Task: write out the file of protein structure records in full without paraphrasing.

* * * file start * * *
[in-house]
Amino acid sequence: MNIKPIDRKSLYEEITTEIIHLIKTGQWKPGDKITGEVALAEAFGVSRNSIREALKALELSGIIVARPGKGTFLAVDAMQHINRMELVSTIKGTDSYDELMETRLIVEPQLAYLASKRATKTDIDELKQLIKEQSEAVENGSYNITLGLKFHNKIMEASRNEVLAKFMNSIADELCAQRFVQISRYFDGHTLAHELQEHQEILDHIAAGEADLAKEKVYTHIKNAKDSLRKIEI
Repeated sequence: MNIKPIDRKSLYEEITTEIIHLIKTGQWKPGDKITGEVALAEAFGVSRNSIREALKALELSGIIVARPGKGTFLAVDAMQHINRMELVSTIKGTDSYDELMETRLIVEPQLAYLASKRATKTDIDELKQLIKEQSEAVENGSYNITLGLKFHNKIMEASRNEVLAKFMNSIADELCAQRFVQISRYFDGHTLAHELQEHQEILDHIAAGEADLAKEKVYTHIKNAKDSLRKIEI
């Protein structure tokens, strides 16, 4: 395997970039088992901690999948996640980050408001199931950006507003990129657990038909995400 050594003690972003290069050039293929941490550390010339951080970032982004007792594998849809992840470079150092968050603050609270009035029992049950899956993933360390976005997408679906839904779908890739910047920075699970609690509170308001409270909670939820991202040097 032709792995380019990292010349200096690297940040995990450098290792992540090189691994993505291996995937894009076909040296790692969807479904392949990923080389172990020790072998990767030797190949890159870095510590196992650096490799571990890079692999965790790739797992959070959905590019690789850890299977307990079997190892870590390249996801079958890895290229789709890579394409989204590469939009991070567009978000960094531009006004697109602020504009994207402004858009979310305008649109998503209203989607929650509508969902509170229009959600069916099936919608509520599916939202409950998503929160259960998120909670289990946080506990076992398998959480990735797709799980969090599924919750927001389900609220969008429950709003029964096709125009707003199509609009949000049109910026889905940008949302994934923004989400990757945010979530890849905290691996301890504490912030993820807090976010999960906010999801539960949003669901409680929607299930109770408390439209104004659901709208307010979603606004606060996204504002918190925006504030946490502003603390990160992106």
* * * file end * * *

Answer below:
[in-house]
Amino acid sequence: MNIKPIDRKSLYEEITTEIIHLIKTGQWKPGDKITGEVALAEAFGVSRNSIREALKALELSGIIVARPGKGTFLAVDAMQHINRMELVSTIKGTDSYDELMETRLIVEPQLAYLASKRATKTDIDELKQLIKEQSEAVENGSYNITLGLKFHNKIMEASRNEVLAKFMNSIADELCAQRFVQISRYFDGHTLAHELQEHQEILDHIAAGEADLAKEKVYTHIKNAKDSLRKIEI
Repeated sequence: MNIKPIDRKSLYEEITTEIIHLIKTGQWKPGDKITGEVALAEAFGVSRNSIREALKALELSGIIVARPGKGTFLAVDAMQHINRMELVSTIKGTDSYDELMETRLIVEPQLAYLASKRATKTDIDELKQLIKEQSEAVENGSYNITLGLKFHNKIMEASRNEVLAKFMNSIADELCAQRFVQISRYFDGHTLAHELQEHQEILDHIAAGEADLAKEKVYTHIKNAKDSLRKIEI
């Protein structure tokens, strides 16, 4: 395997970039088992901690999948996640980050408001199931950006507003990129657990038909995400 050594003690972003290069050039293929941490550390010339951080970032982004007792594998849809992840470079150092968050603050609270009035029992049950899956993933360390976005997408679906839904779908890739910047920075699970609690509170308001409270909670939820991202040097 032709792995380019990292010349200096690297940040995990450098290792992540090189691994993505291996995937894009076909040296790692969807479904392949990923080389172990020790072998990767030797190949890159870095510590196992650096490799571990890079692999965790790739797992959070959905590019690789850890299977307990079997190892870590390249996801079958890895290229789709890579394409989204590469939009991070567009978000960094531009006004697109602020504009994207402004858009979310305008649109998503209203989607929650509508969902509170229009959600069916099936919608509520599916939202409950998503929160259960998120909670289990946080506990076992398998959480990735797709799980969090599924919750927001389900609220969008429950709003029964096709125009707003199509609009949000049109910026889905940008949302994934923004989400990757945010979530890849905290691996301890504490912030993820807090976010999960906010999801539960949003669901409680929607299930109770408390439209104004659901709208307010979603606004606060996204504002918190925006504030946490502003603390990160992106």